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Scott v. Foodarama Supermarkets

February 27, 2008

DALE SCOTT, PETITIONER-RESPONDENT,
v.
FOODARAMA SUPERMARKETS, RESPONDENT-APPELLANT.



On appeal from the Department of Labor, Division of Workers' Compensation, 2006-015290.

The opinion of the court was delivered by: Miniman, J.A.D.

NOT FOR PUBLICATION WITHOUT THE APPROVAL OF THE APPELLATE DIVISION

APPROVED FOR PUBLICATION

Argued: January 7, 2008

Before Judges Collester, C.S. Fisher*fn1 and C.L. Miniman.

Foodarama Supermarkets (Foodarama) appeals from an order requiring it to pay temporary disability and medical benefits to its employee, petitioner Dale Scott, based on a finding of a work-related accident. We reverse.

Scott is one of ten salaried, undercover loss-prevention officers for Foodarama. He and the other officers are required to work at least forty-eight hours per week and are not paid any additional compensation for work in excess of forty-eight hours. His time is clocked from check-in to departure. Foodarama is a chain of twenty-four supermarkets throughout central New Jersey and Scott was assigned to stores on a rotating basis so that he would not become familiar to shoppers. Scott is reimbursed for gasoline, tolls and out-of-pocket expenses. He also receives $200 a month for wear and tear on his car and that amount is included in his salary. He is entitled to reimbursement for gasoline for his entire round trip from home to work and back as well as trips between stores during his workday. Scott testified that "when I leave my house I'm technically working." No one testified on behalf of Foodarama.

On the night of November 11, 2005, Scott was traveling home from work and was involved in an accident. He injured his right knee and lower back, fractured his nose, and lacerated his spleen, requiring surgical removal. He moved for temporary disability and medical benefits and the judge conducted a plenary hearing at which the judge determined that Scott was acting in the course of his employment at the time of the accident because he was paid by the mile.

Foodarama contends on appeal that Scott was not paid wages for his travel time but only expenses and thus was not within the course of his employment traveling to and from work. It asserts that the judge of workers' compensation incorrectly applied N.J.S.A. 34:15-36 to the facts of this case.

The standard for appellate review of a determination of a judge of compensation is equivalent to that used for review of any non-jury case. Brock v. Pub. Serv. Elec. & Gas Co., 149 N.J. 378, 383 (1997) (citations omitted). We may not substitute our own fact-finding for that of the judge of compensation, even if we are inclined to do so. Lombardo v. Revlon, Inc., 328 N.J. Super. 484, 488 (App. Div. 2000). Rather, we will only decide "'whether the findings made could reasonably have been reached on sufficient credible evidence present in the record,' considering 'the proofs as a whole.'" Close v. Kordulak Bros., 44 N.J. 589, 599 (1965) (citation omitted). This court must give "due regard to the opportunity of the one who heard the witnesses to judge of their credibility[,]" and, where an agency's expertise is a factor, give due regard to that expertise. Ibid.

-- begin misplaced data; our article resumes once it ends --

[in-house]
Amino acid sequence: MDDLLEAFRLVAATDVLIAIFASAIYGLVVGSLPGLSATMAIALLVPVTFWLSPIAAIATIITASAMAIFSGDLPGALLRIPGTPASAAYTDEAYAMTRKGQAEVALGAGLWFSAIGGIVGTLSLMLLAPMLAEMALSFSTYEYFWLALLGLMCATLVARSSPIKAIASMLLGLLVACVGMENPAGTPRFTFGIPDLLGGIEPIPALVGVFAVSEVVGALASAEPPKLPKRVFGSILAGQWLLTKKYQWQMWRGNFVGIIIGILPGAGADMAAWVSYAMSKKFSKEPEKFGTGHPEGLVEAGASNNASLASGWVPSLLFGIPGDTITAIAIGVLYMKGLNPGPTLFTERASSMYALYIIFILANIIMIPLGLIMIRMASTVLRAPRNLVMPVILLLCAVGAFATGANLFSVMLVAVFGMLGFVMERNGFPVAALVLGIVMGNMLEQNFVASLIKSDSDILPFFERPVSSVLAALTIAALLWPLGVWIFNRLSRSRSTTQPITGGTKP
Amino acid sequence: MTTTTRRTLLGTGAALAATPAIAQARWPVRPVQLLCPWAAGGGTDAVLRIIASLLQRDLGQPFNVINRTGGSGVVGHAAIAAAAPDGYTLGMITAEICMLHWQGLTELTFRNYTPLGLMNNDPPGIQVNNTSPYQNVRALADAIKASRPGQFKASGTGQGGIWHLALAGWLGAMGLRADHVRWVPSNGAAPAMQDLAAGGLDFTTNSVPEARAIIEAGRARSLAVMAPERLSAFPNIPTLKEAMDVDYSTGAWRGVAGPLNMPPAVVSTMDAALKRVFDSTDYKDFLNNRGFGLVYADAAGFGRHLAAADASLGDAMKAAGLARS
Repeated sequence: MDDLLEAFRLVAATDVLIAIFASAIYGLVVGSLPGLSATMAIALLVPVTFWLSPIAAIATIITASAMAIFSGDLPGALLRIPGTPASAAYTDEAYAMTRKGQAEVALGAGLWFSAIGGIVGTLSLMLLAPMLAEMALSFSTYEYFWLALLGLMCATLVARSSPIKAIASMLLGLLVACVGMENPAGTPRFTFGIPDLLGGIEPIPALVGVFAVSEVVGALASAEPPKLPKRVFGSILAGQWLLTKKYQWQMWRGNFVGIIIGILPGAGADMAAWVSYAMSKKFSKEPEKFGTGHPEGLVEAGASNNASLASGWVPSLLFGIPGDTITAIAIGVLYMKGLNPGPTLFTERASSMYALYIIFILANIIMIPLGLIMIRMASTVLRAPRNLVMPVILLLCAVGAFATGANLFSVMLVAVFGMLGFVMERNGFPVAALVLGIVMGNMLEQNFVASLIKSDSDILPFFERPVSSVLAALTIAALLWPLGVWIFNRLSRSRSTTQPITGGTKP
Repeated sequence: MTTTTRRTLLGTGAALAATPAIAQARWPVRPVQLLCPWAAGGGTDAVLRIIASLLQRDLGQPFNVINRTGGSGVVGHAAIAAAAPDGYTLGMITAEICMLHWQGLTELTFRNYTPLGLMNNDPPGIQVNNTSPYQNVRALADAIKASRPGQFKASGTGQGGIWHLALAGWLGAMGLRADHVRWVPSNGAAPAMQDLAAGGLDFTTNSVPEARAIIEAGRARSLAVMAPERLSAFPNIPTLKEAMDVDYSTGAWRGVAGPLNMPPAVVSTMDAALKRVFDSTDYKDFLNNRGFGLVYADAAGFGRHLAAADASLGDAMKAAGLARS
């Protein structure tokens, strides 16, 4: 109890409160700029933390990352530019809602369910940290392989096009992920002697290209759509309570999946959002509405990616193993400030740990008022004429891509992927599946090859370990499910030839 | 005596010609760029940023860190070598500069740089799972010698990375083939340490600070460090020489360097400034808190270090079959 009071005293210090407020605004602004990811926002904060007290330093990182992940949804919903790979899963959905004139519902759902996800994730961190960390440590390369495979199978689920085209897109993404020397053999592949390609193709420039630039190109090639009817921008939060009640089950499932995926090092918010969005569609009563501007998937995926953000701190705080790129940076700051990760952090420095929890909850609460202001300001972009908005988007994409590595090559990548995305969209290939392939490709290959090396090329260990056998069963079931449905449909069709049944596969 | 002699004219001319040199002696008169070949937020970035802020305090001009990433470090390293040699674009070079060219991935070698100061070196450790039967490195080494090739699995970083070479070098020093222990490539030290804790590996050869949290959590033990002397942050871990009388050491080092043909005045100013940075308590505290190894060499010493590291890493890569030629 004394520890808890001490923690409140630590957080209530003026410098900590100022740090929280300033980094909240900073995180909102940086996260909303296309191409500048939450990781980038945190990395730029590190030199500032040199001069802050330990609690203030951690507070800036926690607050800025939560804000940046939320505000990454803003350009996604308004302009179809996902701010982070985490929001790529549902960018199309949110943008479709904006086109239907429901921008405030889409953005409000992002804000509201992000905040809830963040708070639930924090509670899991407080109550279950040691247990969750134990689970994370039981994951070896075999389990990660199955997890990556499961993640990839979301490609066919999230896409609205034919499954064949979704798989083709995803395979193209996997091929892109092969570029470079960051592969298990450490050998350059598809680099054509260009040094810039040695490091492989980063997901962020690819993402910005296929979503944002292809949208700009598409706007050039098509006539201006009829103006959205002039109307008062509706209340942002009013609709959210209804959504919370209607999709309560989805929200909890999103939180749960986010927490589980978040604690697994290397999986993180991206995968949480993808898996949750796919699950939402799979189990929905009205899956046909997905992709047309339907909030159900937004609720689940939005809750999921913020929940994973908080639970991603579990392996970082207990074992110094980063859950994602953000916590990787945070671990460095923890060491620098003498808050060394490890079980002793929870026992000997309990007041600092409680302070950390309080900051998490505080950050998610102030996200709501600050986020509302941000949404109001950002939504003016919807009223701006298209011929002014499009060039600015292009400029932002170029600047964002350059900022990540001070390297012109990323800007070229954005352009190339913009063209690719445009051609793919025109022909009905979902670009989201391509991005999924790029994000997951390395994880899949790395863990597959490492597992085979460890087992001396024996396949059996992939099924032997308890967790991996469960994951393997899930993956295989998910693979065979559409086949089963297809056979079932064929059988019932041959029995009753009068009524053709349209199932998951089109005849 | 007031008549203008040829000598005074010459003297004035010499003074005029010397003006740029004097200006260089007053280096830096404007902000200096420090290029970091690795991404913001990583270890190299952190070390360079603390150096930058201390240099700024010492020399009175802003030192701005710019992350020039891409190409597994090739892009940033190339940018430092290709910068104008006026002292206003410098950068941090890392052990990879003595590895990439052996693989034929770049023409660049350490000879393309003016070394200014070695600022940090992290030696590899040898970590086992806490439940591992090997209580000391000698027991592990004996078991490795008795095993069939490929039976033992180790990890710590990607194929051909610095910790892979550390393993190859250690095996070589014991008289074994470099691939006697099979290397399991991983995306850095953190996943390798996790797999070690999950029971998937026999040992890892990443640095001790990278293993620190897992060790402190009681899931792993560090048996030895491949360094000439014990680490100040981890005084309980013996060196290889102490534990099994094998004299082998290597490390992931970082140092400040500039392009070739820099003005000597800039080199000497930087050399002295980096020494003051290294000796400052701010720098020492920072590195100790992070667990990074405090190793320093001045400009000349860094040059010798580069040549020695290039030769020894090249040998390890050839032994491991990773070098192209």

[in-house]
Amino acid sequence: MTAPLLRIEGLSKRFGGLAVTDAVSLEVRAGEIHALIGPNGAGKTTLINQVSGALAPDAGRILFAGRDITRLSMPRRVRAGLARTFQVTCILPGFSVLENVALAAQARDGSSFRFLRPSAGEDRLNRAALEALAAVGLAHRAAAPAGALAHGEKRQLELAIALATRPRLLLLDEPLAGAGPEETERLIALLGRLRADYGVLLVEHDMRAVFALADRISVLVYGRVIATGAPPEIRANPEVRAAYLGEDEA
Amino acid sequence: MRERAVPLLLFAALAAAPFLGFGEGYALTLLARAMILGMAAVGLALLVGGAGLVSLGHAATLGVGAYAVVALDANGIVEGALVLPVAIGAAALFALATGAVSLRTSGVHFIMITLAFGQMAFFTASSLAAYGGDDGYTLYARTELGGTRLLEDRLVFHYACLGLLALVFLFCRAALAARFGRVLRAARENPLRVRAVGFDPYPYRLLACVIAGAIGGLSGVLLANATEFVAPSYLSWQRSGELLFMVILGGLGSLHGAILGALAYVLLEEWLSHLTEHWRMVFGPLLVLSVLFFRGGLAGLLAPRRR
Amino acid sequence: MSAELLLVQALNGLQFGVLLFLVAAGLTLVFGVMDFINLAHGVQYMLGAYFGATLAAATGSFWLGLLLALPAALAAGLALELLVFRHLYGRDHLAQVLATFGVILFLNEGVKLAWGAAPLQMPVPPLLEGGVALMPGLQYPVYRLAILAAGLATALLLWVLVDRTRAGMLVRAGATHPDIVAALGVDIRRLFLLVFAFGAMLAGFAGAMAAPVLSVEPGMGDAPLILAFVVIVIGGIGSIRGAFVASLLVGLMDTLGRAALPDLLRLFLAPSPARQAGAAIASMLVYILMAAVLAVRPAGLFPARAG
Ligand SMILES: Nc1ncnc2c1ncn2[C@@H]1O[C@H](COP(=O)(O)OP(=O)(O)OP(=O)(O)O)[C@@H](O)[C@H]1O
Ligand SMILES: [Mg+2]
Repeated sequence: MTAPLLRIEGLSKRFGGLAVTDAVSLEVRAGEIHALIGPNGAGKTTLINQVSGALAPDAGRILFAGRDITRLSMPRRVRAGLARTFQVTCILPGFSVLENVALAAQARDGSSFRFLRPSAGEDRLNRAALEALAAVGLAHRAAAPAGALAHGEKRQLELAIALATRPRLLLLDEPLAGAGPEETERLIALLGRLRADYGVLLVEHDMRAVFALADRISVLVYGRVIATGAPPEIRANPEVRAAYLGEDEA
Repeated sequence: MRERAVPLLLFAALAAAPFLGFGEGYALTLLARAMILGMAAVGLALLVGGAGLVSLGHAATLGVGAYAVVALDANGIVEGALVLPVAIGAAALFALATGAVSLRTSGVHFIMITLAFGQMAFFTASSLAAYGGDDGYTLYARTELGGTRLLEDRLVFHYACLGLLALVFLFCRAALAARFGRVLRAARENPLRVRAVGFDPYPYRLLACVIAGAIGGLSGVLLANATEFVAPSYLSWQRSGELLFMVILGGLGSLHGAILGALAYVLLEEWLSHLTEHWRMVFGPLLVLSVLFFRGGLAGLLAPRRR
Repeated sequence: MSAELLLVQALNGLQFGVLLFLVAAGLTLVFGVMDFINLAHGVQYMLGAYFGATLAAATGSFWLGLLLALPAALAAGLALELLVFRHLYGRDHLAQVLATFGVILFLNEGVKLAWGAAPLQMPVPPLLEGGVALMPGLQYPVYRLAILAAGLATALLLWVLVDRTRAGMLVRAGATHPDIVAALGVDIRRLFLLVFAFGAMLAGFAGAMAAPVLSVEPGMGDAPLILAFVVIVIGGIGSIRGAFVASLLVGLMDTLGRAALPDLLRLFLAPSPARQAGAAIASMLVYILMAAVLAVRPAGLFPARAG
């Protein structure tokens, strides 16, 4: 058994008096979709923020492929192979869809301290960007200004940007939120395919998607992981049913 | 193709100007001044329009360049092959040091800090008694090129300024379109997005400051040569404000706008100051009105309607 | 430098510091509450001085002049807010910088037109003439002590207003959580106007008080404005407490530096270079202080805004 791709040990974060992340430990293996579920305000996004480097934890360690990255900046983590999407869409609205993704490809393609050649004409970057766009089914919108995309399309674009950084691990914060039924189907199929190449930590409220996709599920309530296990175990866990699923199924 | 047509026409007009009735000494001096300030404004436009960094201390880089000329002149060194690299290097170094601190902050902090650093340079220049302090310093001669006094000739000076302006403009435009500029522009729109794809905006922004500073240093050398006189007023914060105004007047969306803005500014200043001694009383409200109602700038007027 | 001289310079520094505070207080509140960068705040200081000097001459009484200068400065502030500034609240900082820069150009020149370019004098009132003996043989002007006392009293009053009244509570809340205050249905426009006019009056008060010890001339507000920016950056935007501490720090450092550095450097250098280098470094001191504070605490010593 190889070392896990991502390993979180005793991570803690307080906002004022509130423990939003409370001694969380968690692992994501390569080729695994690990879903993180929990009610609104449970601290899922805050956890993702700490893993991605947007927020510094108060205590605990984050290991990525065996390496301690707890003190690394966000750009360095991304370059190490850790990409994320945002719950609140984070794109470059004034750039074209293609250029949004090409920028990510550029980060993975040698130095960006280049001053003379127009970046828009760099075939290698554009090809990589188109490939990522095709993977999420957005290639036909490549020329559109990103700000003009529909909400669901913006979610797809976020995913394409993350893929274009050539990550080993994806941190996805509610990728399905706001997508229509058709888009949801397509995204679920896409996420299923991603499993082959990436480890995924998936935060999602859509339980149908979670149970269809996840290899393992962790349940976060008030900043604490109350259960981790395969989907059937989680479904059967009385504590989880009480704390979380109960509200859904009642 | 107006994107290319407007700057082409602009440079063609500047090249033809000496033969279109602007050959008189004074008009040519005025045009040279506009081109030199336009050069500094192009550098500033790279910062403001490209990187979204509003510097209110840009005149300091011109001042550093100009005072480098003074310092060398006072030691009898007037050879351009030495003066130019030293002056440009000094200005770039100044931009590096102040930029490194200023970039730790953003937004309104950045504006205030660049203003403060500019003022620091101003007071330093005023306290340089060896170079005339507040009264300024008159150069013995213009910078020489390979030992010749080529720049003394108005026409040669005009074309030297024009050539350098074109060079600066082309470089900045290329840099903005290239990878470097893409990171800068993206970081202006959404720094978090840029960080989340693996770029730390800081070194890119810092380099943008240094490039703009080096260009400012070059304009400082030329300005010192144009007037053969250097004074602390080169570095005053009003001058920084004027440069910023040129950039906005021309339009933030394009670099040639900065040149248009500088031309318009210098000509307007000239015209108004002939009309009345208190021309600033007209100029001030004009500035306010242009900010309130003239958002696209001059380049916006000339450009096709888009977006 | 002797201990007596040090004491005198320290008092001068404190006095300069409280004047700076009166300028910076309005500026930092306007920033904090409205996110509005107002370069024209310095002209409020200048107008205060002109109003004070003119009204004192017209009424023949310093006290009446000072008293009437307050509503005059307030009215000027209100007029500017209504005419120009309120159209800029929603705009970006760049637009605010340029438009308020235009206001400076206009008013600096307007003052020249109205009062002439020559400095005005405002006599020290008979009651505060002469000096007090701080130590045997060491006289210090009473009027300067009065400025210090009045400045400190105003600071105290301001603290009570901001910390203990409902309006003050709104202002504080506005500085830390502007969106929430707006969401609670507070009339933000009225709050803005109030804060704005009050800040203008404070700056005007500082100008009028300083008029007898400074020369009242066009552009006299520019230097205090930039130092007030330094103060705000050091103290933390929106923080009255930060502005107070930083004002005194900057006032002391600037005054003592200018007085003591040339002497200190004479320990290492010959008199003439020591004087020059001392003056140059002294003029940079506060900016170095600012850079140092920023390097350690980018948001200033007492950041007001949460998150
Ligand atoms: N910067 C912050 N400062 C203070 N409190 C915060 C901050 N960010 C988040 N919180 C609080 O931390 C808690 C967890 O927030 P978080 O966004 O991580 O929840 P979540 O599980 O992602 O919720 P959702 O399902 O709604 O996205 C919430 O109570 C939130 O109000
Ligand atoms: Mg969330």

In De Angelo v. Alsan Masons, Inc., 122 N.J. Super. 88, 89-90 (App. Div.), aff'd o.b., 62 N.J. 581 (1973), we recognized that appellate review is limited "to a determination of whether the findings of the judge of compensation could reasonably have been reached on sufficient credible evidence present in the whole record, after giving due weight to his expertise in the field and his opportunity of hearing and seeing the witnesses."

The Workers' Compensation Act, N.J.S.A. 34:15-1 to -128 defines "course of employment" as follows:

Employment shall be deemed to commence when an employee arrives at the employee's place of employment to report to work and shall terminate when the employee leaves the employer's place of employment, excluding areas not under the control of the employer; provided, however, when the employee is required by the employer to be away from the employer's place of employment, the employee shall be deemed to be in the course of employment when the employee is engaged in the direct performance of duties assigned or directed by the employer; but the employment of employee paid travel time by the employer for time spent traveling to and from a job site . . . shall commence and terminate with the time spent traveling to and from a job site . . . . [N.J.S.A. 34:15-36 (emphasis added).]

The statute recognizes two types of employment. "On-premises employment (as its terminology directly implies) begins when the employee gets to the place where he or she works (to the premises), and ends when the employee leaves that place; off-premises employment, however, relates to the doing of the work 'assigned or directed by the employer.'" Jumpp ...


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